The 4-5-1 formation meant that Saha would be caught offside, but even when Rooney moved to the centre and United played 4-4-1-1 Saha was being caught, and the biggest problem I’ve seen here is that with the Wigan midfield not posing many problems to Scholes and Carrick, Saha rarely bothered tracking back. He needs to move back a bit more; wasnt getting as involved in the game as he usually does.
Not much to complain about, except that Brown taken off instead of O’Shea. O’Shea had a yellow card, plus Brown is a better right-back. So what gives? Maybe O’Shea was kept on because he was defensively more solid, or because Ferguson wanted to save Brown for the next couple of games.
Whatever the case, I’m still rooting for Brown to be a regular right-back – he has the pace and the attacking verve to pull it off.
Edwin van der Sar – Not much he could do about the free kick, and apart from that had a fairly uneventful match. Vidic, Evra and Ferdinand kept him safe, although he did have his customary collision with an opposition player that left him winded. It’s times like those that his age shows.
Wes Brown – Played for the first 45 minutes and showed that he is good enough to play in the right-back position. Should be tried there for England as well (even though Phil Neville does a more regular job their for Everton (as captain too), but Brown is younger and a long-term prospect).
Rio Ferdinand – Imperious as captain, unfairly booked and looked at ease against Camara and Heskey.
Nemanja Vidic – He’s the sort of player who takes a knock every game but gets back up, dusts himself off and keeps on going. Strong, spirited, and a good header of the ball. Wouldn’t change him and Ferdinand for anyone else (Gallas has some ‘personality’ issues).
Patrice Evra – Getting better and better, and has learned to tackle. More importantly, has learnt to pass the ball along the ground instead of shooting wayward crosses. It means that he cuts inside more often rather than hugging the touchline (like Heinze), but a valuble player to have nevertheless.
Paul Scholes – United’s reliance on Rooney and Solskjaer meant that Scholes was mainly a conduit through which all moves went through, and he played his part extremely well, starting moves and eschewing elaborate playmaking for simple one-touch passing. He’s back to his best.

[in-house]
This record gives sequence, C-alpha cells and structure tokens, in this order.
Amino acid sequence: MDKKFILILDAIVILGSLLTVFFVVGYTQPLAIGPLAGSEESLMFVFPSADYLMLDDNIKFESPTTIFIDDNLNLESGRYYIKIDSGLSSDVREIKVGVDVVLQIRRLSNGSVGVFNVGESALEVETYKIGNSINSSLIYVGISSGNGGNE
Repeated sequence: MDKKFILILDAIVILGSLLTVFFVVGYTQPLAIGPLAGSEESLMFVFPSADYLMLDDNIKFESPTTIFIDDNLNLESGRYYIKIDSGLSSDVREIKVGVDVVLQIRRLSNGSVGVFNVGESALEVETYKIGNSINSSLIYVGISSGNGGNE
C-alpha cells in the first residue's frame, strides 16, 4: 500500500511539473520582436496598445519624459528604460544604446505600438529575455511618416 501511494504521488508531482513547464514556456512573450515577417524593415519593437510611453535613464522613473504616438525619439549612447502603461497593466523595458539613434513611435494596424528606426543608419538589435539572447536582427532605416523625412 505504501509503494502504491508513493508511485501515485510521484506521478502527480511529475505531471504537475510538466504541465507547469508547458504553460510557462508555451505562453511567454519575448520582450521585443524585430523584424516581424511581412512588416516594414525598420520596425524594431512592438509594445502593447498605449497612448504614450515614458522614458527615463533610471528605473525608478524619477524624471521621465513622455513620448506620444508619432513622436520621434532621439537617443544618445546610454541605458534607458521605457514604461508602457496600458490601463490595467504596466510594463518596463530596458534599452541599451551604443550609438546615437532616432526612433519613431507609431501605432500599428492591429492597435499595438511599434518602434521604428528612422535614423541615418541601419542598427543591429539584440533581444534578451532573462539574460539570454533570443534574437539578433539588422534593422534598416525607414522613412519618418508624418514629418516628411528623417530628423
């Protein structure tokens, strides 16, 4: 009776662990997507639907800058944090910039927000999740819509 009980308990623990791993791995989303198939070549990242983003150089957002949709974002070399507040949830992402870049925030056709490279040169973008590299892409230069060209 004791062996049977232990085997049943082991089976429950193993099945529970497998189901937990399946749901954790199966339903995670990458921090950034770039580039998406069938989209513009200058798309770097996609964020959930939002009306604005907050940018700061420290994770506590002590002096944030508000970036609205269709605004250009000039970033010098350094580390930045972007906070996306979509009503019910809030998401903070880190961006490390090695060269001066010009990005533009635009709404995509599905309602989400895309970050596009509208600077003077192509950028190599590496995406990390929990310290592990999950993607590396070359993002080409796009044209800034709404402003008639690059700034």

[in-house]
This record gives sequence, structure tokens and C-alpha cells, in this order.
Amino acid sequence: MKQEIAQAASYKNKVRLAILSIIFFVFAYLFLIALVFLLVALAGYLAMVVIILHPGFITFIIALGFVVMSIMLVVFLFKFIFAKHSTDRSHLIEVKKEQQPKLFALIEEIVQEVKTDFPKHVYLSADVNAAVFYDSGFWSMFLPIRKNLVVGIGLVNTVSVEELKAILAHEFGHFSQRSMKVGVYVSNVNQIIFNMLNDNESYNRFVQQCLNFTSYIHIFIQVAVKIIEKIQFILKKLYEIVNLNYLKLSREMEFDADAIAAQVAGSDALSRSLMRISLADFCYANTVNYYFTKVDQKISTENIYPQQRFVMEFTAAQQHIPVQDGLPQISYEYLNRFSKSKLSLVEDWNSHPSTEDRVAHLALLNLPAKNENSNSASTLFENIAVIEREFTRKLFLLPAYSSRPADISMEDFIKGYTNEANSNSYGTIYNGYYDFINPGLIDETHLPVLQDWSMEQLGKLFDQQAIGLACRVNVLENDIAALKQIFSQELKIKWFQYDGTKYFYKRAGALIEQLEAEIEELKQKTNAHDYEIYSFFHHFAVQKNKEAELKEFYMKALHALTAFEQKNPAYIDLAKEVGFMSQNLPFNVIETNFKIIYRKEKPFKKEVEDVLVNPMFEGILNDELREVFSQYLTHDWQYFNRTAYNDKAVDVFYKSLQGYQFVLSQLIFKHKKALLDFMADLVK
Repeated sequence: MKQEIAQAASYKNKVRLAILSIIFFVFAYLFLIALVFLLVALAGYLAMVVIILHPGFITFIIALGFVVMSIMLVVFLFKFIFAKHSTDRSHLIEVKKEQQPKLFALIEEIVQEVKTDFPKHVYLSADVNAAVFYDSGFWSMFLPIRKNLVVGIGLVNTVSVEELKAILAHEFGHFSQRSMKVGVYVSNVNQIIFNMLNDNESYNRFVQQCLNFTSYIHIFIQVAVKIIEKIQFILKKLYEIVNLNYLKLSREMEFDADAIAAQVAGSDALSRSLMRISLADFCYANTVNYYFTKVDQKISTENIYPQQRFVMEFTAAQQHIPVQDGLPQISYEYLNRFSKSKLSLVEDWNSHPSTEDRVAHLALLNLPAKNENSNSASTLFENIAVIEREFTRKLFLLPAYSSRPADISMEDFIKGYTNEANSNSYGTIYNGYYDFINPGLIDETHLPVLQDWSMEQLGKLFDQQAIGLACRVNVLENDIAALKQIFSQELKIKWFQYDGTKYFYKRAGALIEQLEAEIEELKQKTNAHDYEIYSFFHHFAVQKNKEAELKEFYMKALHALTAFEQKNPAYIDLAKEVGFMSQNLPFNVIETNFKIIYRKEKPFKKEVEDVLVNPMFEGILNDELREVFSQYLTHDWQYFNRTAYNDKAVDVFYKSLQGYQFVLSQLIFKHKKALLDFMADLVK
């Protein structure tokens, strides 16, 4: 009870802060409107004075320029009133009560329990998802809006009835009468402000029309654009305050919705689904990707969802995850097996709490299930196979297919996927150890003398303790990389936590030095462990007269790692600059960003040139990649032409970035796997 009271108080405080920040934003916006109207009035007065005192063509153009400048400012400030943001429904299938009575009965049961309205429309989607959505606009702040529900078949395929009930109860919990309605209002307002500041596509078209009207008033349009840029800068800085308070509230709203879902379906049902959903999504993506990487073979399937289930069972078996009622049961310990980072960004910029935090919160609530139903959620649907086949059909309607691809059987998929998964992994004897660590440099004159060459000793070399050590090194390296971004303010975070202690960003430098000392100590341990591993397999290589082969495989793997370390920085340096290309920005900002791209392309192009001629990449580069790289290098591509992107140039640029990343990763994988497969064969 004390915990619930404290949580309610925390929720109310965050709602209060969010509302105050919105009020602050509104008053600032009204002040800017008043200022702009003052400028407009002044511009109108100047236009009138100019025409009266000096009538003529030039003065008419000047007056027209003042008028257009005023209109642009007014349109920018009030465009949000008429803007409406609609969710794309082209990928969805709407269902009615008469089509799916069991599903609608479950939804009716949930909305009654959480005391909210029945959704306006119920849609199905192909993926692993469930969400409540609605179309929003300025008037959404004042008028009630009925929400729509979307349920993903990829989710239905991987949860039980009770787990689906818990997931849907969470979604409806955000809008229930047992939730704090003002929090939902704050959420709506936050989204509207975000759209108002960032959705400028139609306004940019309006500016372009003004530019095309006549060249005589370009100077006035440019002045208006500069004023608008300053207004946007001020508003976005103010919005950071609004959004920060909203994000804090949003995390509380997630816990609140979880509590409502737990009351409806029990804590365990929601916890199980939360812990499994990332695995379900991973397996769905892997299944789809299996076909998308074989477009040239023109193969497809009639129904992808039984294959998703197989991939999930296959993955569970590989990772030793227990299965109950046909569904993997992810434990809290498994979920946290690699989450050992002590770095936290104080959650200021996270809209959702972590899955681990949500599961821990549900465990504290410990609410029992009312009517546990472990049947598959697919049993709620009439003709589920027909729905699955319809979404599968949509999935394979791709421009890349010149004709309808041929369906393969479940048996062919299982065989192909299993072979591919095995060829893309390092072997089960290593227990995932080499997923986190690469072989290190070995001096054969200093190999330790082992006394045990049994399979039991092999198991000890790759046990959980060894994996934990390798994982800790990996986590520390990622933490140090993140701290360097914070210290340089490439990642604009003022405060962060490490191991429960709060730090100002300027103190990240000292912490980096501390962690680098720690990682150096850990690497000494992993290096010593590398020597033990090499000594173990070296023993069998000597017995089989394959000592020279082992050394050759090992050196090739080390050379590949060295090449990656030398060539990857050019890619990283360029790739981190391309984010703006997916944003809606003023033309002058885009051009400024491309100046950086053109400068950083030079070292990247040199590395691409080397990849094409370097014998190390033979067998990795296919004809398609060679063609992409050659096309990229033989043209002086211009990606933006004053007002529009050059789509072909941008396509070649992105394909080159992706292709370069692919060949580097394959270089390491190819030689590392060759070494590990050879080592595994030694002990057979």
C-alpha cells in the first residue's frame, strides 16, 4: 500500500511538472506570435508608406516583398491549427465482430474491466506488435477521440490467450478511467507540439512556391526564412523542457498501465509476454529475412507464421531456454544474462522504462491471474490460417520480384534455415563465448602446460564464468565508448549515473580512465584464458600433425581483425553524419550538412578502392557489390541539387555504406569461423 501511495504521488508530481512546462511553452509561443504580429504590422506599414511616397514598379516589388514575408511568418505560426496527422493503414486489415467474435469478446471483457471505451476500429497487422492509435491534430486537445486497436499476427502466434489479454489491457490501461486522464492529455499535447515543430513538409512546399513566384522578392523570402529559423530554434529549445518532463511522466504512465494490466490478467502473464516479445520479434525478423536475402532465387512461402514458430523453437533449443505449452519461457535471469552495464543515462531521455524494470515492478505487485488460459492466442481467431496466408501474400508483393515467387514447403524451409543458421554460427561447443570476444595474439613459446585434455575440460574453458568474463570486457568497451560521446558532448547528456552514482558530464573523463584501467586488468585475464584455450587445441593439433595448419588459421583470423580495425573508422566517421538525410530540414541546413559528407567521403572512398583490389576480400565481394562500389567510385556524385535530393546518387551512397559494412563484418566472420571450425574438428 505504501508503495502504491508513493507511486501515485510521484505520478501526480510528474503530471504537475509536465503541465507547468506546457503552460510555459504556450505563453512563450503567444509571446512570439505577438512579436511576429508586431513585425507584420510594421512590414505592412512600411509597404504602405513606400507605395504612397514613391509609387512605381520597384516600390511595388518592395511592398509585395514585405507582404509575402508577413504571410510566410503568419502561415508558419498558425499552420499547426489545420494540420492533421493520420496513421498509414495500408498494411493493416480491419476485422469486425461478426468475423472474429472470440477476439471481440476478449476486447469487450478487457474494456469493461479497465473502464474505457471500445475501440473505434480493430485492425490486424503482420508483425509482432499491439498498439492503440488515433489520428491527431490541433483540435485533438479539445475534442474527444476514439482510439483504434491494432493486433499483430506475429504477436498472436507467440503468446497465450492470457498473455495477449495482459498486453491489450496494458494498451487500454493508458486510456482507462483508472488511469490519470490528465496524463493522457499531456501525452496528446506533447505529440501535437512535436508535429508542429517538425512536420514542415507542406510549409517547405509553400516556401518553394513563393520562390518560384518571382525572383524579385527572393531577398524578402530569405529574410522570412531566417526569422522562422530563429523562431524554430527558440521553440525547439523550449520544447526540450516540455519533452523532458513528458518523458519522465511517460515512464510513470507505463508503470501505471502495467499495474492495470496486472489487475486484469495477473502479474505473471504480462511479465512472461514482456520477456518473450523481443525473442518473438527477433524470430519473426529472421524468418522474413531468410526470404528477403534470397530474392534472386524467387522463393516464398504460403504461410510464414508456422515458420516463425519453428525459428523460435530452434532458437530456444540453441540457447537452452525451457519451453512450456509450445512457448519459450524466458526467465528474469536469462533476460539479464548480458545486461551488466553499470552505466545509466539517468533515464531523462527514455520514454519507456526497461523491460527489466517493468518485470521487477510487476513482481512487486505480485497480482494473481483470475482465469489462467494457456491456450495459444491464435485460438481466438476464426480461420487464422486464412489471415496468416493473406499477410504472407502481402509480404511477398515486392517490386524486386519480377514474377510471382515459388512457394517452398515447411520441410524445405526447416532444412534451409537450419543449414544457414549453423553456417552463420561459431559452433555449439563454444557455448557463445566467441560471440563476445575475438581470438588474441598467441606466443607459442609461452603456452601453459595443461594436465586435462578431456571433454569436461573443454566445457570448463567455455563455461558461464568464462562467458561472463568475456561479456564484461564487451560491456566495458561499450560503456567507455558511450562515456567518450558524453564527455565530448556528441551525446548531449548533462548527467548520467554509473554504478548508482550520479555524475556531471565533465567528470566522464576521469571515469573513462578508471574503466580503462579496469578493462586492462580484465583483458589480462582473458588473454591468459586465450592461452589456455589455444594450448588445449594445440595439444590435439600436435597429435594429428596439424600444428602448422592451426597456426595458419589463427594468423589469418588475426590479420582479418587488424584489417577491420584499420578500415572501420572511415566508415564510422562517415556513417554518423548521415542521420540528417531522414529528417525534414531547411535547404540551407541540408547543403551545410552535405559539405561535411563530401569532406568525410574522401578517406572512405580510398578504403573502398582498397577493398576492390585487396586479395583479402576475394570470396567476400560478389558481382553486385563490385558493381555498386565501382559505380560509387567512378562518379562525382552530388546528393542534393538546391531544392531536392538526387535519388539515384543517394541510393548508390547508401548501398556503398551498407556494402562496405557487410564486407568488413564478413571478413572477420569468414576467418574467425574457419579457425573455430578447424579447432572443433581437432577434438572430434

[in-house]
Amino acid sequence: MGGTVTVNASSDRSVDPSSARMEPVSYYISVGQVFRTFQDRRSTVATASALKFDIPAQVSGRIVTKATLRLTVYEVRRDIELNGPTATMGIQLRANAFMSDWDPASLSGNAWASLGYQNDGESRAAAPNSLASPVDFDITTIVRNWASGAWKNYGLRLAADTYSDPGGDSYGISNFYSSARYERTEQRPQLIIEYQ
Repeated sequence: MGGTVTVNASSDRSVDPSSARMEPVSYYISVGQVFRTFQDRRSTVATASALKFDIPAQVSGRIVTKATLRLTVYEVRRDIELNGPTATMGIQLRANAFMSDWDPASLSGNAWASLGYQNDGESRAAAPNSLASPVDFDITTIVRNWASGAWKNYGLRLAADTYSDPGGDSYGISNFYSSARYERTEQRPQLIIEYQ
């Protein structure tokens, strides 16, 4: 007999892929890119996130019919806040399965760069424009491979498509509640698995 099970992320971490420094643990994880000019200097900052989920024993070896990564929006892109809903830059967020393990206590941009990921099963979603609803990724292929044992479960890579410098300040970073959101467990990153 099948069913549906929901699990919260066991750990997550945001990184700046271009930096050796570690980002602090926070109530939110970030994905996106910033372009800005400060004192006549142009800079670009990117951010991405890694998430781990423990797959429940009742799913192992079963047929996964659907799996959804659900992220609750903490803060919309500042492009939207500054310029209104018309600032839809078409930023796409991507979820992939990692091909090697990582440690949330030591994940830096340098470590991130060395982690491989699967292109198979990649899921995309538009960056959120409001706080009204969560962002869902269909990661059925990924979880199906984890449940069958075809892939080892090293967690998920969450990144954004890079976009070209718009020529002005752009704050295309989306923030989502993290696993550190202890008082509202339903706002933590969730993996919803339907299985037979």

Michael Carrick – Getting better, although he needs to tackle instead of backing off whenever an opposition player a couple of feet away from him has the ball. Should learn, but with Liverpool coming next Sunday he better learn fast.
John O’Shea – Solid and dependable. Broke up the attacks but became a passenger once Wigan went into their shell.
Ole Gunnar Solskjaer – What would we do without him? 5 goals already, and at this rate both him and Saha will be scoring 20 goals this season. With Ferguson intelligently rotating his players, and with Rossi due to return in January and Smith back in playing form, we just might be able to pull this off, ya know. By the way, his goal was the first bit of ‘real skill’ that we saw from Ole that went in as goal.
Louis Saha – Off-colour but good enough for his customary moment of brilliance which led to United’s second goal.
Wayne Rooney – Sir Alex Ferguson went a bit overboard (fairly, considering how protective he is of his players and how the media have hounded Rooney recently) when he said that this was Rooney’s best game this season, but after the Fulham game, this was certainly his most convincing performance. Played a mad dog at times in the second half, and deserved a goal. Man of the match in Ronaldo’s absence.
Ryan Giggs (sub) – Made the difference in the second half. His assured presence on the ball and willingness to take on the opposition (in contrast, Paul Scholes prefers to sit back and pass it through) put Wigan on the backfoot and from then on they never recovered.
Looking to the Future
FC Copenhagen visit Old Trafford on Tuesday and Manchester United won’t go all-out in that match, with a potential 6-pointer against Liverpool to be played next Sunday (at Old Trafford).
Cristiano Ronaldo, Darren Fletcher and Gary Neville were not in the squad due to the injuries they had picked up in international duty, but all three should be fit for the Copenhagen clash and will undoubtedly return to the squad.
If Ronaldo returns against Copenhagen, it will be the first time since Fulham that Manchester United are able to field Ronaldo, Rooney, Giggs and Saha together in the starting lineup. With Scholes in there as well, plus Solskjaer the ever-reliable sub, you have to fear for the opposition. The only missing link now is the second midfield berth, and while Carrick will play against Copenhagen you have to hope that he stops backing off and starts tackling more.
If you haven’t already, make sure you catch the clips of all the goals from the game.